The Girl’s Guide to Urban Living in Kuala Lumpur
My life living in the city is coming to an end, and I decided to share all the things I’ve learned when it comes to living in the cosmopolitan that is Kuala Lumpur. Horror stories, recipes, lessons in life, and all the things that make urban living memorable. Living in the city will always be memorable, to me. I’ve encountered some of the most puzzling things (obese monkey in the middle of the street), fell in love with a wonderful man, learned lessons and see the world in a different light. What I miss most about my apartment, is watching the sunset with tall buildings in sight.
Since I finally have a smart phone with some cool camera applications, I decided to snap some pictures in the ‘Toy Cam’ and Polaroid mode to add some (blunt) colors to the post.
I live in Changkat Bukit Bintang, the heart of Kuala Lumpur that beats every hour of the day, thumping with night-life, shopping, entertainment, and dining, it is practically the perfect place to live in Kuala Lumpur. Prefered by expats and teaming with hostels for budget travelers, Bukit Bintang still remains as one of the must-visits of Kuala Lumpur. Attractions include Jalan Alor, a street lit with Malaysian hawkers and other Asian cuisines, and Changkat Bukit Bintang, a street teaming with night clubs and fine dining restaurants, and the occasional Irish pub.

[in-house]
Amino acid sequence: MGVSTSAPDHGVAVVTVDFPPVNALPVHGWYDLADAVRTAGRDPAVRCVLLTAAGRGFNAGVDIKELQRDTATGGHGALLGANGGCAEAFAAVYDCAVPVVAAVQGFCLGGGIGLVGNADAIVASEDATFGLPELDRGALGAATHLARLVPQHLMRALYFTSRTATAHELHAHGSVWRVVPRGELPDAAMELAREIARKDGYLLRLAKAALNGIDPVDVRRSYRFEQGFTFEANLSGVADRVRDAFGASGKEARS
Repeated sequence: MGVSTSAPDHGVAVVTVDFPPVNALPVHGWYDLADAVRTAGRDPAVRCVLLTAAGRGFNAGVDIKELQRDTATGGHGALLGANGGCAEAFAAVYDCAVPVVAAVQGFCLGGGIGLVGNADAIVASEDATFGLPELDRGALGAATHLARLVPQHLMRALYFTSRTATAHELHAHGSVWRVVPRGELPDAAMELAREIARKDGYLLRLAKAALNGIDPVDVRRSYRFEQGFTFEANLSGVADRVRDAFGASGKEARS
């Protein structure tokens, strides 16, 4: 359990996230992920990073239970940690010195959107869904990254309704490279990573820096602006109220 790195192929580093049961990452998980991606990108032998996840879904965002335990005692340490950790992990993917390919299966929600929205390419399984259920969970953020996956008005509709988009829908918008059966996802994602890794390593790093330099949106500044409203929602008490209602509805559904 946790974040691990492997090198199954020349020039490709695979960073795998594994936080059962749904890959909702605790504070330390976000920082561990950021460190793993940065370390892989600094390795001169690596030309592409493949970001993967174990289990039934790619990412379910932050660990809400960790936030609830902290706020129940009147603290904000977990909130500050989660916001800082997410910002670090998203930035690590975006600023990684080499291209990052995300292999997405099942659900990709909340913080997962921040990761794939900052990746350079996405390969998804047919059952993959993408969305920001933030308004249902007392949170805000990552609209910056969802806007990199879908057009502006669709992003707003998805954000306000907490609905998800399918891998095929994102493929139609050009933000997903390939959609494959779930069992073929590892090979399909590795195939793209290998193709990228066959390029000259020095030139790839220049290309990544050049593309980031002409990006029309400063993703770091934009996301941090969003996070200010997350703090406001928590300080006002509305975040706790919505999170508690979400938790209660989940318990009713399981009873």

1. City Life is Not Sex in the City
Oh, yes girls! Sexy and the City or any other television shows may have glamorized the idea of city life swarming with man-candy, romantically-lit streets and luxury living. But the truth is, not really.
Urban living is painfully quite stressful and most of the time, it just makes your blood boil. Think its hot to be wearing those platform pumps from Charles and Keith? Think again. The roads are filled with vicious pot-holes and teaming with trash, so you’re bound trip, fall, hurt your ankle and have people stare at you for falling and not do anything about it. Its happened to me, so forget about the man of your dreams help you up after a tumble.